After examining a few artifacts visually, we had some questions about materials and wanted to do some further investigation with the pXRF. For instance, we are interested in these metal ribbons on the Ahanakht coffin boards (see Lynn Grant’s previous post about the boards).

The pXRF positioned in contact with the metal ribbons on one of the smaller coffin boards

After examination of these ribbons under the microscope, it was still difficult to determine what type of metal they are made of. With the pXRF, after a 180-second scan and using special software, a spectrum was produced that showed a large peak for copper and very small peaks for tin, iron, arsenic and lead. We haven’t been able to analyze the data much yet, but this does tell us that these are indeed made of copper.

We will follow this post soon with more information and interpretation of our results.

Wall painting fragment from Deir el-Medina

Let’s take a closer look at another object undergoing conservation treatment In the Artifact Lab.

Wall painting fragment from Deir el-Medina, Egypt

This is a wall painting fragment from a tomb wall in Deir el-Medina, located near the Valley of the Kings and Valley of the Queens. It dates to 1150 BCE. The painting substrate is a mud plaster mixed with straw, and the surface is painted to depict the standing figure of a diety in profile. At some point in the past, this fragment was set into a wood frame and encased in plaster.

The first step in the conservation process is to document the condition of the wall painting. Using Photoshop and a tablet computer, a condition map was created to highlight areas of loss, major breaks, and loose elements.

A basemap showing condition issues including major breaks and loose pieces (see key on right).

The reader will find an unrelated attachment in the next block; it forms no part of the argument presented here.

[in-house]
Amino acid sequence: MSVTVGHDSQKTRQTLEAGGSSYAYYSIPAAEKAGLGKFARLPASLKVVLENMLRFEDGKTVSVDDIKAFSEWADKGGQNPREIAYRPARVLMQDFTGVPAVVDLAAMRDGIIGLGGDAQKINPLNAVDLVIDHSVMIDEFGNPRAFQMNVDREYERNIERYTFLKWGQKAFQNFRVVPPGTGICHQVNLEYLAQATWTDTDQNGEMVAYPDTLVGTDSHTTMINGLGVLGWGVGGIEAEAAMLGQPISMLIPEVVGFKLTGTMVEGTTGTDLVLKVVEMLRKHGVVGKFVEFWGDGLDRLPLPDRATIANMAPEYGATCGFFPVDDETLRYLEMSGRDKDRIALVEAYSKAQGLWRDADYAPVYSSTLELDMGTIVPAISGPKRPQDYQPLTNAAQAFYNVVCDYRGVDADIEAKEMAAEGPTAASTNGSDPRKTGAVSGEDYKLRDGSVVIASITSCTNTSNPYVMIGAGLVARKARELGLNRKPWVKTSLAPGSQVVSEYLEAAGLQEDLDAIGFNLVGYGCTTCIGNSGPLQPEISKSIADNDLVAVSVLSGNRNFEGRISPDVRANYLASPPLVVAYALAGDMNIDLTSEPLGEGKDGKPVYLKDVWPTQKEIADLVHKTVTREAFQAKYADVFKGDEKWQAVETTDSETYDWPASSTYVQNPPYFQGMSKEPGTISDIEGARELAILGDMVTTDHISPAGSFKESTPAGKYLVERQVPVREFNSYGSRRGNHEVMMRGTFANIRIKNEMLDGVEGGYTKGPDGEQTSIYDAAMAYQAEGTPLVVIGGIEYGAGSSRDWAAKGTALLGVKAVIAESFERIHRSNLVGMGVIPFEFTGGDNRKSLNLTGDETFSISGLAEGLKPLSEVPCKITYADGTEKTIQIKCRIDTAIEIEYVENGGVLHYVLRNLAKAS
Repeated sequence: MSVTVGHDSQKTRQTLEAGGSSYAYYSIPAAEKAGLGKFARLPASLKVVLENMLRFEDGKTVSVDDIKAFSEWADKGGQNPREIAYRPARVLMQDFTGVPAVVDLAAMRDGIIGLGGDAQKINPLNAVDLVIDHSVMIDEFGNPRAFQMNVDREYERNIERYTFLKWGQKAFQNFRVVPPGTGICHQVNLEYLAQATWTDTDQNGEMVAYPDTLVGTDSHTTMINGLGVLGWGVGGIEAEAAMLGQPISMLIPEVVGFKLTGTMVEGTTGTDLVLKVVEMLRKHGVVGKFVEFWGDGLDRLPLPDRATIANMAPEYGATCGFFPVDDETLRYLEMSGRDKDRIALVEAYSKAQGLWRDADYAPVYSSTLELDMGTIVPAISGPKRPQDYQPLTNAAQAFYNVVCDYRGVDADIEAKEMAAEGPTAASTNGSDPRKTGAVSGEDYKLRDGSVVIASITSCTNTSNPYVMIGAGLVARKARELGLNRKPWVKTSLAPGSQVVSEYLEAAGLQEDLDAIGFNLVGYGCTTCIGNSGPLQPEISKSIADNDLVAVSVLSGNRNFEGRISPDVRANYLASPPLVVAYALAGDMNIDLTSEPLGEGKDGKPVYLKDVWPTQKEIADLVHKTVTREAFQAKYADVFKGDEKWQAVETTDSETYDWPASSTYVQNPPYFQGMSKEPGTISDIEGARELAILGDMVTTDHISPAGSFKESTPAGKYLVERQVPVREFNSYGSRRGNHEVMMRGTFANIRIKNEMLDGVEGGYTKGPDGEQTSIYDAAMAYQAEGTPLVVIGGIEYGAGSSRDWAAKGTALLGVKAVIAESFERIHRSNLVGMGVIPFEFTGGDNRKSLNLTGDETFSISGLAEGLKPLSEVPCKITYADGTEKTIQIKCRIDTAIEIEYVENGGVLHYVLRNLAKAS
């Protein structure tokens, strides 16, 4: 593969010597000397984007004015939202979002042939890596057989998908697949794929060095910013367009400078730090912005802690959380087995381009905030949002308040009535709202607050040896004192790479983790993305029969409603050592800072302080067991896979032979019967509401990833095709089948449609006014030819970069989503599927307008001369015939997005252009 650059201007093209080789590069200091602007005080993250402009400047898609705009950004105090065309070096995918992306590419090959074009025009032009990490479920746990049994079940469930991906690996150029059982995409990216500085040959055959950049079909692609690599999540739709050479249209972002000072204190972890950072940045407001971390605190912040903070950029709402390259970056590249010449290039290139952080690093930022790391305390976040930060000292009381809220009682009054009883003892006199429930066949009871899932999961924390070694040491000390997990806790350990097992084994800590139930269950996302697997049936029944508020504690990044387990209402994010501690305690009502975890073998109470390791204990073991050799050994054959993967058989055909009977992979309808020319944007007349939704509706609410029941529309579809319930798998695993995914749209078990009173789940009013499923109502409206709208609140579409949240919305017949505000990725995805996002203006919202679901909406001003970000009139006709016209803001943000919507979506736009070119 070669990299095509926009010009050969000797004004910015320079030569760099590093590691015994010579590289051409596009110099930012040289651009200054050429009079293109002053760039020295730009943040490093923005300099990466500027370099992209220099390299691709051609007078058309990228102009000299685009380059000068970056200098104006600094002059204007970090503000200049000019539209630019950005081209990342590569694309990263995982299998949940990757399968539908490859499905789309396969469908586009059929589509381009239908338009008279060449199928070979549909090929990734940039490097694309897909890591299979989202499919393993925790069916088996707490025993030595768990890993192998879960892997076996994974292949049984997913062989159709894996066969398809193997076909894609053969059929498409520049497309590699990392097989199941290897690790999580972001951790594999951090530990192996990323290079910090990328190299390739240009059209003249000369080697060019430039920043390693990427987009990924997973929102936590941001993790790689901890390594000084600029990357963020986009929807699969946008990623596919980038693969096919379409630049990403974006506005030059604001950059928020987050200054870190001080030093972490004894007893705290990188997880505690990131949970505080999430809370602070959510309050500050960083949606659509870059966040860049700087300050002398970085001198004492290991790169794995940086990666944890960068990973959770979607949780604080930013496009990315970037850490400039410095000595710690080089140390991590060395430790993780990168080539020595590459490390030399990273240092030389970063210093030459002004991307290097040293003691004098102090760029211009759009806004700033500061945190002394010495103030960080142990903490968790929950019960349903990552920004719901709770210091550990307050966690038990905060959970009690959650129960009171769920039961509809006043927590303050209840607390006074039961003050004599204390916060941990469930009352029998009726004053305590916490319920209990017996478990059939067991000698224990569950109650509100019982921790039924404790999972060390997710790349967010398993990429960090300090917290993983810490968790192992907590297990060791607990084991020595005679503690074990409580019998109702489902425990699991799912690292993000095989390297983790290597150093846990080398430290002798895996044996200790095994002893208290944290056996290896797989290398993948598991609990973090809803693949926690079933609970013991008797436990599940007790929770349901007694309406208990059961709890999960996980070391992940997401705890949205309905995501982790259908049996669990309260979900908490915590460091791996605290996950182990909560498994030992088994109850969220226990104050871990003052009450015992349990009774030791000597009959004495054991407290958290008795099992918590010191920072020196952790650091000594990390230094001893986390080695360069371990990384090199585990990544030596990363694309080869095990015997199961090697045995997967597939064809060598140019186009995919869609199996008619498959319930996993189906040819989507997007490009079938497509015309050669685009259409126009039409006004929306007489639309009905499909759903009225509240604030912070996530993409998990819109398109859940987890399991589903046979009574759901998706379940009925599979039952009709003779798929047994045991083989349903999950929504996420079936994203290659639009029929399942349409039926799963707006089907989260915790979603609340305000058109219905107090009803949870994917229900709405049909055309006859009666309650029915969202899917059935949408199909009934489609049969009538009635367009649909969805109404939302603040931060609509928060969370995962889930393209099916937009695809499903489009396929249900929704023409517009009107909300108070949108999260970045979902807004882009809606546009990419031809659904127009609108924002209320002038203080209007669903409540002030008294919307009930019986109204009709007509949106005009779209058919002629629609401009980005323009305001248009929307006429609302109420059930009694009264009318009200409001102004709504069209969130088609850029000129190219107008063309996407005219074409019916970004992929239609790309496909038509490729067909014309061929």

After recording its condition, I then started investigating the materials and methods used to mount and frame it. The wall painting fragment appears to be backed and surrounded with Plaster of Paris and set into a wood frame with beautiful dovetail joints.

Detail showing corner of frame with dovetail joints

At first, we thought that one option might be to leave it as is, but it was immediately evident that the plaster surrounding the painting was cracked and loose in areas. After prying some of the loose plaster away, I found that luckily, the plaster seen around the outside of the painting is only a thin skim coat layer, and that paper was used as a barrier layer in places between the painting and the plaster. I was hoping that it would be newspaper, providing clues as to when and where the framing occurred, but unfortunately, so far all I’ve found is plain paper.

Detail photographs showing bottom of painting with plaster skim coat partially removed (left) and fragments of paper and plaster removed from frame (right)

I did find one clue, however, hidden on the inside of the frame-a sticker reading “DOUANE  PARIS  CENTRAL”. There is a portion of an identical sticker on the back of the frame, but it is much harder to read. A Google search of these words led me to conclude that this might be a customs sticker. Why there would be a customs sticker on the inside of the frame is unclear, but from this evidence, as well as the fact that we know that this painting was purchased from Joseph Brummer, a dealer who ran galleries in Paris and New York, we can assume that this painting was mounted and framed before it was purchased by the museum in 1925.

We will continue examining and carrying out research on the wall painting fragment to understand its current condition problems, and also how we will approach stabilizing it for future display. We will provide updates as we work on this object!

– by Molly